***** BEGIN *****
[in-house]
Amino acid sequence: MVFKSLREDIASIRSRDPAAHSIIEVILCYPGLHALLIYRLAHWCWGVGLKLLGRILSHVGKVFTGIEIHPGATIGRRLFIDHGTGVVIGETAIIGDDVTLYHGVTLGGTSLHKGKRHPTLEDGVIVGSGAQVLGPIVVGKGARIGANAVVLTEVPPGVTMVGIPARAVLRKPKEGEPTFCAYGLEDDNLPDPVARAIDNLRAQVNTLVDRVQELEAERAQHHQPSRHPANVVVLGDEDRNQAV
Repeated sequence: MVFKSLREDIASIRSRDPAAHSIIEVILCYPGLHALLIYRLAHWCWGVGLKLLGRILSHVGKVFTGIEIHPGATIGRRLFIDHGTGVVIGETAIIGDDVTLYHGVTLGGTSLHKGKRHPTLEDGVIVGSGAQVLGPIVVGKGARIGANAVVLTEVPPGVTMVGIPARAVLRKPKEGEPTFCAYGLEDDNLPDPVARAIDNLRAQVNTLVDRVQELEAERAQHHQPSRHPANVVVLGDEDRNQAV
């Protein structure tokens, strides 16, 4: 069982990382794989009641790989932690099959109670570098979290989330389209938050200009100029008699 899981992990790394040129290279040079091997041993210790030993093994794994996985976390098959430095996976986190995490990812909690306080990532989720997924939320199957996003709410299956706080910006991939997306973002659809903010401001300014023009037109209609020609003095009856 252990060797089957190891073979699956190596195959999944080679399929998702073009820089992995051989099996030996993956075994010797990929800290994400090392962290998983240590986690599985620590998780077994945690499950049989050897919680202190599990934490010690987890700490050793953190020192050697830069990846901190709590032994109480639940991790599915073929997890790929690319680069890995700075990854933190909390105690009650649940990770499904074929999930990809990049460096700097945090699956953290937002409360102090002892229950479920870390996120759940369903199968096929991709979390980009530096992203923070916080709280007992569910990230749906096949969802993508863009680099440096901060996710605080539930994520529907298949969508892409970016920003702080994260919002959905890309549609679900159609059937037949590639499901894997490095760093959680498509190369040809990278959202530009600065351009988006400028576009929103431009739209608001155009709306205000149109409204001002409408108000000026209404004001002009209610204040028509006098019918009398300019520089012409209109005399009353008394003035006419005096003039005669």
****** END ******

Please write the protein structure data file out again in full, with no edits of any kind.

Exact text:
[in-house]
Amino acid sequence: MVFKSLREDIASIRSRDPAAHSIIEVILCYPGLHALLIYRLAHWCWGVGLKLLGRILSHVGKVFTGIEIHPGATIGRRLFIDHGTGVVIGETAIIGDDVTLYHGVTLGGTSLHKGKRHPTLEDGVIVGSGAQVLGPIVVGKGARIGANAVVLTEVPPGVTMVGIPARAVLRKPKEGEPTFCAYGLEDDNLPDPVARAIDNLRAQVNTLVDRVQELEAERAQHHQPSRHPANVVVLGDEDRNQAV
Repeated sequence: MVFKSLREDIASIRSRDPAAHSIIEVILCYPGLHALLIYRLAHWCWGVGLKLLGRILSHVGKVFTGIEIHPGATIGRRLFIDHGTGVVIGETAIIGDDVTLYHGVTLGGTSLHKGKRHPTLEDGVIVGSGAQVLGPIVVGKGARIGANAVVLTEVPPGVTMVGIPARAVLRKPKEGEPTFCAYGLEDDNLPDPVARAIDNLRAQVNTLVDRVQELEAERAQHHQPSRHPANVVVLGDEDRNQAV
């Protein structure tokens, strides 16, 4: 069982990382794989009641790989932690099959109670570098979290989330389209938050200009100029008699 899981992990790394040129290279040079091997041993210790030993093994794994996985976390098959430095996976986190995490990812909690306080990532989720997924939320199957996003709410299956706080910006991939997306973002659809903010401001300014023009037109209609020609003095009856 252990060797089957190891073979699956190596195959999944080679399929998702073009820089992995051989099996030996993956075994010797990929800290994400090392962290998983240590986690599985620590998780077994945690499950049989050897919680202190599990934490010690987890700490050793953190020192050697830069990846901190709590032994109480639940991790599915073929997890790929690319680069890995700075990854933190909390105690009650649940990770499904074929999930990809990049460096700097945090699956953290937002409360102090002892229950479920870390996120759940369903199968096929991709979390980009530096992203923070916080709280007992569910990230749906096949969802993508863009680099440096901060996710605080539930994520529907298949969508892409970016920003702080994260919002959905890309549609679900159609059937037949590639499901894997490095760093959680498509190369040809990278959202530009600065351009988006400028576009929103431009739209608001155009709306205000149109409204001002409408108000000026209404004001002009209610204040028509006098019918009398300019520089012409209109005399009353008394003035006419005096003039005669």